9Don't be fooled by any kind of strange teachings. It is better to receive strength from God's gift of undeserved grace than to depend on certain foods. After all, these foods don't really help the people who eat them. 10But we have an altar where even the priests who serve in the place of worship have no right to eat.
11 After the high priest offers the blood of animals as a sin offering, the bodies of those animals are burned outside the camp. 12Jesus himself suffered outside the city gate, so his blood would make people holy. 13This is why we should go outside the camp to Jesus and share in his disgrace. 14On this earth we don't have a city that lasts forever, but we are waiting for such a city.
15Our sacrifice is to keep offering praise to God in the name of Jesus. 16But don't forget to help others and to share your possessions with them. This too is like offering a sacrifice that pleases God.
17Obey your leaders and do what they say. They are watching over you, and they must answer to God. So don't make them sad as they do their work. Make them happy. Otherwise, they won't be able to help you at all.
Have you ever listened to a commencement speech wondering if it had a coherent message or was it more of a random list of impossible attainments for a well-lived life? Maybe it was the one you heard when you graduated from university. This next section of chapter 13 appears to be a list of disjointed thoughts. Or is it? What is God saying to us?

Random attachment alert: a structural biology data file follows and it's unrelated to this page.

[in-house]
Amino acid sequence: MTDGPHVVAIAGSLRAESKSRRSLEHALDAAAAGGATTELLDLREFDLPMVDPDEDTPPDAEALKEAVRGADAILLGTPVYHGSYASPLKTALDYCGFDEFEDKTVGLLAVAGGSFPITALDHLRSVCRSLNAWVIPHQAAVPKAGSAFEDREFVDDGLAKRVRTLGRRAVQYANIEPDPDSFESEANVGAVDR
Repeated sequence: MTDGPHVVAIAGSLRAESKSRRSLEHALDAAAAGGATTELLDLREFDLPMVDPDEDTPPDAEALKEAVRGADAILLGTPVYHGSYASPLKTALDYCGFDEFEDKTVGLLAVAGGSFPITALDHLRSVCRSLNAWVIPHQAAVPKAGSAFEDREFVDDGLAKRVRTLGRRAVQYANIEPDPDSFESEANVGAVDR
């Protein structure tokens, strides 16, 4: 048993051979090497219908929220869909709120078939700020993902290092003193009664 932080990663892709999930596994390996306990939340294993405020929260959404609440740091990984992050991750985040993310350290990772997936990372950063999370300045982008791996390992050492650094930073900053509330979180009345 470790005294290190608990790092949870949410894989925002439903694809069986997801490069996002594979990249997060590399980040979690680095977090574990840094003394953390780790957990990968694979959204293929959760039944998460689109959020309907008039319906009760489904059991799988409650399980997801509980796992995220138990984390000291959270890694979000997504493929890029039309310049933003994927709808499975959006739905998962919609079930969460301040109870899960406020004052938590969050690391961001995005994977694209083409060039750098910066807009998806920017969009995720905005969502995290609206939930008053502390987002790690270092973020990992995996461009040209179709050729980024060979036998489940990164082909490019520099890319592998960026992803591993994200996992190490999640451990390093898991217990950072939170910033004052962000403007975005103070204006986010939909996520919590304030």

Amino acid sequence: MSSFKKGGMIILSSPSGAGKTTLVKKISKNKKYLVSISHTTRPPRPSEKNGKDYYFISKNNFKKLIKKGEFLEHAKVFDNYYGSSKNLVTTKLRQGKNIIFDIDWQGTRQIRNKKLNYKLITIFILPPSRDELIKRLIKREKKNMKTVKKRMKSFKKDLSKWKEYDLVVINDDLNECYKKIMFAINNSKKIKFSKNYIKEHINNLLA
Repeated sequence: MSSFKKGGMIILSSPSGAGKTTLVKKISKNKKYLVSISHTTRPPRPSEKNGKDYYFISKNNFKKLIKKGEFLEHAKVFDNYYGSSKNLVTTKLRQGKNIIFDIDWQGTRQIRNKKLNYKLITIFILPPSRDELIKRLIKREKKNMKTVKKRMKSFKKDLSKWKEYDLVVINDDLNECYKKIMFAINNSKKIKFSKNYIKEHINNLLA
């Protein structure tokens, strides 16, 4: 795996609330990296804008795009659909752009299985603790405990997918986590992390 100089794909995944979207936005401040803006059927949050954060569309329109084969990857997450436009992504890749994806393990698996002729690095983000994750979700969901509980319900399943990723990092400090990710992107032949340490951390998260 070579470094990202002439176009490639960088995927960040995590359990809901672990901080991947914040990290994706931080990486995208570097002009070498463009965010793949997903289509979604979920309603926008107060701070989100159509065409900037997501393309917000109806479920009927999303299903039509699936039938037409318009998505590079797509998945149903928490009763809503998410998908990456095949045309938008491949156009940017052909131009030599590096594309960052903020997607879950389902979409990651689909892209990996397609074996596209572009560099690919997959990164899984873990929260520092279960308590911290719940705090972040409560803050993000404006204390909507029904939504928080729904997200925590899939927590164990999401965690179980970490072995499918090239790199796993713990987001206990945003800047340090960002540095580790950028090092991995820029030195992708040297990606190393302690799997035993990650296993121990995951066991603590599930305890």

The Westminster Catechism of 1646 is a set of questions and answers, as applicable for us today as it was the day it was written: “What is the chief end of man? To glorify God and enjoy him forever”. Glorifying or worshipping God is the essence of who we are. It is our center. However, it is not just worshipping God, but also enjoying him! This means taking an active pleasure in our relationship with him. So, why don’t we do it? What gets in our way?
The continuation of Hebrews 13 helps answer these questions. It seems all sorts of things can get in the way of us focusing our lives on Jesus and enjoying him. Things like “strange teachings” (v 9). Today, they might be syncretism (an attempt to blend different beliefs), or getting sucked into a way of thinking which sets our behaviour above the grace and sacrifice of God in our lives. This thinking has a way of transforming our salvation into what we do (like for example, suffering for Jesus), rather than what he did for us.
How can we guard against these things? By continually “offering praise to God in the name of Jesus” (v 15). It’s worship with our mouths. Another way is to worship with our lives, by sharing with others who are in distress and need help (v 16). These two ways of worship help us keep our focus on God and others, and off ourselves.
Worshipping God and delighting in him is at the core of who we are. Today, with his help, let’s step into it.
Loving Father, I desire to worship you with my mind, body, soul, and strength. As I do, help me to delight in you. I want to love you, honour you, and live my life in response to your sacrifice and grace in my life. I pray in Jesus’ name, Amen.